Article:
“Notre Dame Will Change You, If You Let It”: The #FreemanEra, the Free Market, and What It All Costs
If you had asked me just a few weeks ago if there existed a series of possible events that, if triggered in the proper sequence, might make my beloved Notre Dame football seem to a broader national audience both sympathetic and maybe even cool, I would have said that no, this sequence of events did not exist in any kind of realistic potentiality.
Notre Dame football had reached what seemed to be something of the steady state that, if we were lucky, might persist for a few more years:
- averaging around 10 mostly fun wins with the occasional down year,
- very strong but not necessarily world-beating recruiting classes, and
- an occasional shot at the absolute top tier programs where we would likely be out-coached if not necessarily out-classed athletically, but
- hey, we had a chance which was more than a lot of programs could say.
I didn’t particularly love Brian Kelly as a coach or as the human being that he tended to come across as being, but he had at least mellowed considerably from the borderline insane red-faced rants of his early years at the Golden Dome. His players seemed to like him well enough to keep working hard and to not tell other top recruits to seek greener pastures elsewhere.
Perhaps crucially, I was also wisely learning to invest less and less of my own emotional well-bring into how effectively a group of 18 to 22 year old men performed a set of specific physical tasks on green rectangles in South Bend, Indiana and across the country. I was learning to enjoy the wins while not necessarily losing full Saturday’s to grumpy wallowing following the losses. These two trends, the Irish’s ascendancy to perennial decency and my own new found sanity as a sports fan, combined to make the last several years very enjoyable: for the first time in my life as an Irish fan, we were having FUN, for like, extended periods of time, having fun for SEASONS in a row. I think I was also tickled by the contrast of the present to my own time in school where I had been psychologically conditioned to accept miserable losses as simply part and parcel of the Irish Fan Experience. My classmates and I saw more losses during our four years than any other class at Notre Dame to that point (although we would eventually get passed by the classes after us.)
The fun had continued this season- one loss to a Cincinnati team that beat everyone else they played and a late season resurgence by both Jack Coan and the Marcus Freeman coached defense had us poised to potentially back-door our way into the playoff or, more likely, to get a slightly more winnable match up in a different New Year’s Six bowl. This was good and fun! After some stressful wins early in the season, the last five games of the season were actually relaxing to watch as the Irish cruised across the finish line. This really seemed like our best case scenario, season after season, until Brian Kelly decided to retire. Honestly, that all felt fine.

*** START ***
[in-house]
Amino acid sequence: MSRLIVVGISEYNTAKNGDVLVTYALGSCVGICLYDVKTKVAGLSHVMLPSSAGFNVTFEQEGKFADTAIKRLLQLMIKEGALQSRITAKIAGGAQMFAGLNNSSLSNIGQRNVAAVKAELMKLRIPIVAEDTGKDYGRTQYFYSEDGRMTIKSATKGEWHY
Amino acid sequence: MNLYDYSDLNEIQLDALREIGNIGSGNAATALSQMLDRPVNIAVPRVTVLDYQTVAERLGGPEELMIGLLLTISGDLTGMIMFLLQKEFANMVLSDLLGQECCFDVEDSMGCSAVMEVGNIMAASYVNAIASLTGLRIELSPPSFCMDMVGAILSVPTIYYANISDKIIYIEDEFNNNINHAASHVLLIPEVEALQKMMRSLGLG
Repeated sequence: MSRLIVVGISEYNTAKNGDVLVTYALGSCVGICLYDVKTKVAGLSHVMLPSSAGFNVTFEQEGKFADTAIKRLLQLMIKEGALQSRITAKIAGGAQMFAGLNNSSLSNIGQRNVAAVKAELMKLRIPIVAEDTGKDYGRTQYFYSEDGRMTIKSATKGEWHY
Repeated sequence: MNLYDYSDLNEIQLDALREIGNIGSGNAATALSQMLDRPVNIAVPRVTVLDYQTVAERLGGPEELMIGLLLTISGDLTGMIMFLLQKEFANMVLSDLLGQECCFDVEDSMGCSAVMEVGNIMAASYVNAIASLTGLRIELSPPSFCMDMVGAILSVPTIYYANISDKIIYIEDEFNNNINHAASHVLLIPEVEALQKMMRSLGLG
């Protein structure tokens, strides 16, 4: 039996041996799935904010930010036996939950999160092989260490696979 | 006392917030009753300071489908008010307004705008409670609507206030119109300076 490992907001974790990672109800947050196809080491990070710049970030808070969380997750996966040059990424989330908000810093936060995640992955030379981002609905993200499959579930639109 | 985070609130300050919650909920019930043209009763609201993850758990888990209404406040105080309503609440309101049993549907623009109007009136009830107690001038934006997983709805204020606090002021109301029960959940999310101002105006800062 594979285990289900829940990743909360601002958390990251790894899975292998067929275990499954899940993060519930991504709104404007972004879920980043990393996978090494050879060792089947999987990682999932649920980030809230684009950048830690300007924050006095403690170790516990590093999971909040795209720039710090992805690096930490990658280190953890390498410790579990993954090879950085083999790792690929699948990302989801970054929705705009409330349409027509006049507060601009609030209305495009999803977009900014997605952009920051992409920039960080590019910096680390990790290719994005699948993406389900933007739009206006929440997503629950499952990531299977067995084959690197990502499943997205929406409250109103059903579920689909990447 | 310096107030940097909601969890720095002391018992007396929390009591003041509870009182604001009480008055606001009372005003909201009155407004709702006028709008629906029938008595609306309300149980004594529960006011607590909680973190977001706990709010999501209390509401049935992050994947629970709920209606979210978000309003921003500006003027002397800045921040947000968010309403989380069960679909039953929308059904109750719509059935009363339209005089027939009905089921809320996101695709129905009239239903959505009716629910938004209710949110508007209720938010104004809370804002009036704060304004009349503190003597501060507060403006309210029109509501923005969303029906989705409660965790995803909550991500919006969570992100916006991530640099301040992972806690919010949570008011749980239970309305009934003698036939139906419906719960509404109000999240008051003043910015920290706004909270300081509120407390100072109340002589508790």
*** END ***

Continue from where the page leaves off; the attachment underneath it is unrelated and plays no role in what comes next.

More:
Even after I had peeled my jaw off the floor following Lincoln Reilly’s departure from OU to coach ND’s rival USC, it still didn’t seem possible that the college coaching chaos would reach the sleepy Catholic college near the southernmost bend of the Saint Joseph’s river. Brian Kelly had been courted by NFL teams in the past but if I’m being honest, I didn’t think he’d leave because in some sense these last few seasons felt like his ceiling as well. He had worked his ass off to build a very strong program in a unique place in the college football landscape. If he could beat the odds, if he could line the stars up just right once in the next five or six years, there was a non-zero chance that he could bring a national title to Notre Dame and in doing so, become a legend at a place that, despite his odd affect, genuinely seemed to matter to him.
This all obviously ended up not being the case.
On any given Saturday during the fall, my phone will spend the day buzzing as part of any number of text threads with family and sub-groups of ND friends. The day it all went down, on one of these threads, a friend sent the text “…Irish?” and I dutifully called up the browser on my phone to see what had happened. And holy shit. The coaching carousel had come and spun through South Bend. Brian Kelly would be headed to LSU to coach in the SEC. The Irish would be needing a new head coach for the first time in more than a decade thanks at least in part to the statistically unlikely event that the pregnant wife of a high ranking LSU official would end up at the same gas station as now-former LSU coach Ed Orgeron and the apparently not so statistically unlikely event that Coach O would be a huge creep.